BOSTON — Any proposal to extend health insurance to all state residents should slow the growth of Medicaid from what has been proposed, include a mandate for individuals to purchase insurance, and be phased-in over several years, a new report recommends.
The analysis, released Thursday by the Massachusetts Taxpayers Foundation (MTF), also concludes that a payroll tax approved by the House in its version of health care reform would produce roughly half the revenue lawmakers predict. The new employer assessment is a large source of revenue for the House in its plan to cover 95 percent of the state’s population within three years.
The business-backed MTF further calls on lawmakers, currently negotiating the final terms of health care legislation, to reject the payroll tax, saying it would undermine the intent of the legislation — to expand coverage.
A six-member conference committee is currently hammering out the details to how the state will expand access to affordable health insurance for the more than 500,000 residents that currently do not have it. According to a recent US Census report, 11 percent of Massachusetts residents are uninsured, or 748,000 people.
Lawmakers are also under a federally imposed deadline to approve a plan that complies with the terms of a $385 million federal waiver. In a letter to the state this fall, US Centers for Medicare and Medicaid Services Director Dennis Smith suggested that a minimum of 120 days would be needed to review the Massachusetts proposal in order for its provisions to be implemented by July 1, 2006.
House Speaker Salvatore DiMasi, who has come under fire from business groups since first proposing the assessment in late October, was quick to dispute the foundation’s findings, saying the House proposal is aimed at leveling the playing field for businesses. The current system, he said, essentially requires employers to subsidize businesses that don’t offer insurance to their employees through the free care pool.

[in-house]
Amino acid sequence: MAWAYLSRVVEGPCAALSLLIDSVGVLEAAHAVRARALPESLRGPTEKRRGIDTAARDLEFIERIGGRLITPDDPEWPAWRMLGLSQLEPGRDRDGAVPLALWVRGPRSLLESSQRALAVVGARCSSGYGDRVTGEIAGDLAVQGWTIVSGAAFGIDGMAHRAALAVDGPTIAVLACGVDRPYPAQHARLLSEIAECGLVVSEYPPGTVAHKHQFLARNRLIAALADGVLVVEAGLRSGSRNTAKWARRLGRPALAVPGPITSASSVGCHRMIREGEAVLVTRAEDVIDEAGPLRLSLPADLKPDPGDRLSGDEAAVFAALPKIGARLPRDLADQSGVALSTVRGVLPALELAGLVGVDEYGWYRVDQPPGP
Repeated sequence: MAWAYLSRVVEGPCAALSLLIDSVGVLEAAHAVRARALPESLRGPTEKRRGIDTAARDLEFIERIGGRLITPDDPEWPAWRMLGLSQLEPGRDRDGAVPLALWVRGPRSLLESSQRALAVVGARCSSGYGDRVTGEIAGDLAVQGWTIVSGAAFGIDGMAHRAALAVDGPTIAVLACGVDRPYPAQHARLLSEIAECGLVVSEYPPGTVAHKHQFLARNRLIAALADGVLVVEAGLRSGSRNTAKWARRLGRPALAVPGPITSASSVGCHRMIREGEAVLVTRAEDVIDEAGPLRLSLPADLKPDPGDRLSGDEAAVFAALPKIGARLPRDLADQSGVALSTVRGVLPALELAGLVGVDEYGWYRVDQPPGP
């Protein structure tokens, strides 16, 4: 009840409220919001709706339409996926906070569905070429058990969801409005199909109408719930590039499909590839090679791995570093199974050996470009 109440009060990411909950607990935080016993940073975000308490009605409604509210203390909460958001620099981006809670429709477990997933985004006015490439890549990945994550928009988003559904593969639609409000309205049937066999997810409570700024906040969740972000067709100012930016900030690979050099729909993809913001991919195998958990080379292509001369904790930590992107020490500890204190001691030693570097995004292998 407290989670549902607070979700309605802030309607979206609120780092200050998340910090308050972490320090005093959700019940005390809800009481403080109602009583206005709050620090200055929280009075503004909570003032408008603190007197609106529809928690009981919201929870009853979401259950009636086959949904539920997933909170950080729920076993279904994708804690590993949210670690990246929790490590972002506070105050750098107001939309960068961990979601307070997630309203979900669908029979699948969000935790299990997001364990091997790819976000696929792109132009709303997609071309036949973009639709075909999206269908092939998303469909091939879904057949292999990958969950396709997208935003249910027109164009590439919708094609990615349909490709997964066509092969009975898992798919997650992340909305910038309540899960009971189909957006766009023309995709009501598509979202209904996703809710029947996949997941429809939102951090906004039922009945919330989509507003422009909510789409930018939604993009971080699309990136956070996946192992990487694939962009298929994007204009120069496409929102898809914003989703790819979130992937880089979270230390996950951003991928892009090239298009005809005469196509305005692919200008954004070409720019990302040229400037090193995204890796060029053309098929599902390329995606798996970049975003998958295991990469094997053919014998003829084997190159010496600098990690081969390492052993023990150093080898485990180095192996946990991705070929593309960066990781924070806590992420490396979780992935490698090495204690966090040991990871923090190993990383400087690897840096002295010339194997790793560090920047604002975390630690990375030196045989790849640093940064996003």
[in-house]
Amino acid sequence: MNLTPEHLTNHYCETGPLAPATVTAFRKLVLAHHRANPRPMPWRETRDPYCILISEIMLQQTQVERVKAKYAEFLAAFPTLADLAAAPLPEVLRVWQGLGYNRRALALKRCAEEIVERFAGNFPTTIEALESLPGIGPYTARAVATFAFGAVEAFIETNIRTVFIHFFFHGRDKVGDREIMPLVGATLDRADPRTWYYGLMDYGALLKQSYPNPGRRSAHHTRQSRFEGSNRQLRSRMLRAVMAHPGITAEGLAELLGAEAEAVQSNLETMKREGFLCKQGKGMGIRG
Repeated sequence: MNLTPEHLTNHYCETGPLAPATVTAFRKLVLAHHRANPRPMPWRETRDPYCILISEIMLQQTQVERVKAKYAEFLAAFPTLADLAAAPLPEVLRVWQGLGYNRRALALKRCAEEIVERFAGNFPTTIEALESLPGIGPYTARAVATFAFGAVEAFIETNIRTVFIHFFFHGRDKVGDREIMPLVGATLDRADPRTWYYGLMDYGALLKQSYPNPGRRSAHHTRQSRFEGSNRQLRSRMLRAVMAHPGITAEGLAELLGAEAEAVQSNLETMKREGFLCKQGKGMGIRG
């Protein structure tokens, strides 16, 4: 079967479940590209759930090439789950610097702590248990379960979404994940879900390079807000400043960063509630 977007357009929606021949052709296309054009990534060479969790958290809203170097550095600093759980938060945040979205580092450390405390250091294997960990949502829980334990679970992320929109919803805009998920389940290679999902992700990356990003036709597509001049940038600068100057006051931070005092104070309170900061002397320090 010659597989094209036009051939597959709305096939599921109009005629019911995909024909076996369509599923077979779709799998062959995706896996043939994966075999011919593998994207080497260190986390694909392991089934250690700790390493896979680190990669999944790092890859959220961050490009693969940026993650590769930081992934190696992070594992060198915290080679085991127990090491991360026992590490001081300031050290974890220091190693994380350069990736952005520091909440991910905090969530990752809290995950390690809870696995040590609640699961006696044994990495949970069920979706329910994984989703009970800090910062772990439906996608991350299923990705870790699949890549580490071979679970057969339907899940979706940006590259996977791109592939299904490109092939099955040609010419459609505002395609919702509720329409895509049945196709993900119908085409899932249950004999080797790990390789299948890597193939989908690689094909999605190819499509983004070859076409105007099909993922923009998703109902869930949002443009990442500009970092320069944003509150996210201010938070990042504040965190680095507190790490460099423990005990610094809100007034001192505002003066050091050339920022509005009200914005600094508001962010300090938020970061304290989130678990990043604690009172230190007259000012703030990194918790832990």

The payroll tax included in the House plan would apply to any business with more than 10 employees not offering health insurance. The plan weighs health care costs against the tax liability owed.
Massachusetts Institute of Technology economic professor Jonathan Gruber, who consulted with the House on its plan, agreed with DiMasi that the payroll tax will not result in the loss of employer coverage, calling it an “absolutely crazy notion” because businesses would be more inclined to offer insurance, rather than face a penalty, he said.
“It makes no sense at all,” Gruber said. “That is really just bad economics.”
According to the foundation’s analysis, the five or seven percent payroll tax — depending on the company’s size — would bring in $175 million in new revenue, roughly half the $356 million relied on in the House plan.
MTF argues the payroll tax will likely be passed on to consumers and require employers to cut wages and reduce their staff. Additionally, the foundation says employers could opt to drop health insurance for their employees because the assessment would be a cheaper alternative.
“That argument makes no sense whatsoever because people are not required to do anything right now and they cover their people, and their employees with health insurance,” DiMasi said. “So why would that change anything? Are they going to desert their employees now? It’s cheaper to do nothing now.”
John McDonough, executive director of the consumer advocacy group, Health Care For All, said there are “big financing issues” in both plans that need to be addressed, but declined to be more specific. McDonough also criticized MTF for not proposing sufficient revenues to support the expansion of affordable health insurance to all residents.
“This is a day late and a billion dollars short,” he said, noting the Urban Institute report that concluded roughly $900 million in new state money was needed to provide health insurance to residents currently without.
MTF recommends the state earmark an additional $200 million over the next three years to expand coverage, an amount the group calls “the upper limits of affordability for the state budget.” Additionally, the foundation urges lawmakers to “err on the side of caution” when expanding the Medicaid program, since the program is funded with federal matching funds and could put the terms of a federal waiver at risk.
The House and Senate plans invest millions of new dollars in expanding Medicaid eligibility, a proposal lawmakers say will help insure more residents.
MTF says expanding eligibility could result in some residents dropping their private insurance coverage for the state-sponsored, and less expensive, Medicaid program.
According to MTF, an individual mandate on residents to purchase health insurance would be “vital” to achieving universal coverage because it is the most likely incentive for younger, healthier residents to obtain coverage. Gov. Mitt Romney and the House both included an individual mandate in their health care reform plans.
The foundation also backed an independent mechanism, like an exchange, as a way to provide private scaled-back insurance using pre-tax dollars.